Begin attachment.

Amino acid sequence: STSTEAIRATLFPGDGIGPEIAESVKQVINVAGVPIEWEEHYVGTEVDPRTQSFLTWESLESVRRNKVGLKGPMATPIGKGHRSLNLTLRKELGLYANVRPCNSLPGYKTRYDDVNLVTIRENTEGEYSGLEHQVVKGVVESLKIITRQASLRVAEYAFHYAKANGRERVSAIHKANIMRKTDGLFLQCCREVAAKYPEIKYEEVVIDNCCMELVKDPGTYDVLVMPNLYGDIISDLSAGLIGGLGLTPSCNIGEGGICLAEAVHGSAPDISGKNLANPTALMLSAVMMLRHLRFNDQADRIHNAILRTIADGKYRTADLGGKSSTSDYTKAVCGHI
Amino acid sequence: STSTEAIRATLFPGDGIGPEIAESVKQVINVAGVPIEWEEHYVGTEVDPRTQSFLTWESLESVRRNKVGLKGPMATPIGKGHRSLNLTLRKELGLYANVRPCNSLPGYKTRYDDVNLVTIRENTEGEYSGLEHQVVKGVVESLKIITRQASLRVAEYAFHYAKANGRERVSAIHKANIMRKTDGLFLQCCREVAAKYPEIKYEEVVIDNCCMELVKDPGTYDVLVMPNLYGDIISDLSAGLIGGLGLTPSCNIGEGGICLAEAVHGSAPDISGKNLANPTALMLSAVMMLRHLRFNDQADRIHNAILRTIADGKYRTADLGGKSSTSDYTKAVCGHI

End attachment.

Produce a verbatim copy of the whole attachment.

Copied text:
Amino acid sequence: STSTEAIRATLFPGDGIGPEIAESVKQVINVAGVPIEWEEHYVGTEVDPRTQSFLTWESLESVRRNKVGLKGPMATPIGKGHRSLNLTLRKELGLYANVRPCNSLPGYKTRYDDVNLVTIRENTEGEYSGLEHQVVKGVVESLKIITRQASLRVAEYAFHYAKANGRERVSAIHKANIMRKTDGLFLQCCREVAAKYPEIKYEEVVIDNCCMELVKDPGTYDVLVMPNLYGDIISDLSAGLIGGLGLTPSCNIGEGGICLAEAVHGSAPDISGKNLANPTALMLSAVMMLRHLRFNDQADRIHNAILRTIADGKYRTADLGGKSSTSDYTKAVCGHI
Amino acid sequence: STSTEAIRATLFPGDGIGPEIAESVKQVINVAGVPIEWEEHYVGTEVDPRTQSFLTWESLESVRRNKVGLKGPMATPIGKGHRSLNLTLRKELGLYANVRPCNSLPGYKTRYDDVNLVTIRENTEGEYSGLEHQVVKGVVESLKIITRQASLRVAEYAFHYAKANGRERVSAIHKANIMRKTDGLFLQCCREVAAKYPEIKYEEVVIDNCCMELVKDPGTYDVLVMPNLYGDIISDLSAGLIGGLGLTPSCNIGEGGICLAEAVHGSAPDISGKNLANPTALMLSAVMMLRHLRFNDQADRIHNAILRTIADGKYRTADLGGKSSTSDYTKAVCGHI